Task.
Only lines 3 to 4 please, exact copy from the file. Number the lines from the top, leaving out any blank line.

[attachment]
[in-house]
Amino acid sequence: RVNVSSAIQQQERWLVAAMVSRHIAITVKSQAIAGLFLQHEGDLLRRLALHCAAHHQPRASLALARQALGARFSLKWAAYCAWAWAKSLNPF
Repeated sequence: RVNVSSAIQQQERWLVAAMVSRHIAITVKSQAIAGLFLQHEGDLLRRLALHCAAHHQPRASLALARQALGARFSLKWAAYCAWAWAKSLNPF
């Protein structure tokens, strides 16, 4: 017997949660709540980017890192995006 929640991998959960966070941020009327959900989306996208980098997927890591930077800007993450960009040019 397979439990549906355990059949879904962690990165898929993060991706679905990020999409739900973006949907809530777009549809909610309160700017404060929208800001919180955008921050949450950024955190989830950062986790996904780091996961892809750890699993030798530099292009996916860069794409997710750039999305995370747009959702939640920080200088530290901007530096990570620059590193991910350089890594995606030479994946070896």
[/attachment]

Repeated sequence: RVNVSSAIQQQERWLVAAMVSRHIAITVKSQAIAGLFLQHEGDLLRRLALHCAAHHQPRASLALARQALGARFSLKWAAYCAWAWAKSLNPF
């Protein structure tokens, strides 16, 4: 017997949660709540980017890192995006 929640991998959960966070941020009327959900989306996208980098997927890591930077800007993450960009040019 397979439990549906355990059949879904962690990165898929993060991706679905990020999409739900973006949907809530777009549809909610309160700017404060929208800001919180955008921050949450950024955190989830950062986790996904780091996961892809750890699993030798530099292009996916860069794409997710750039999305995370747009959702939640920080200088530290901007530096990570620059590193991910350089890594995606030479994946070896």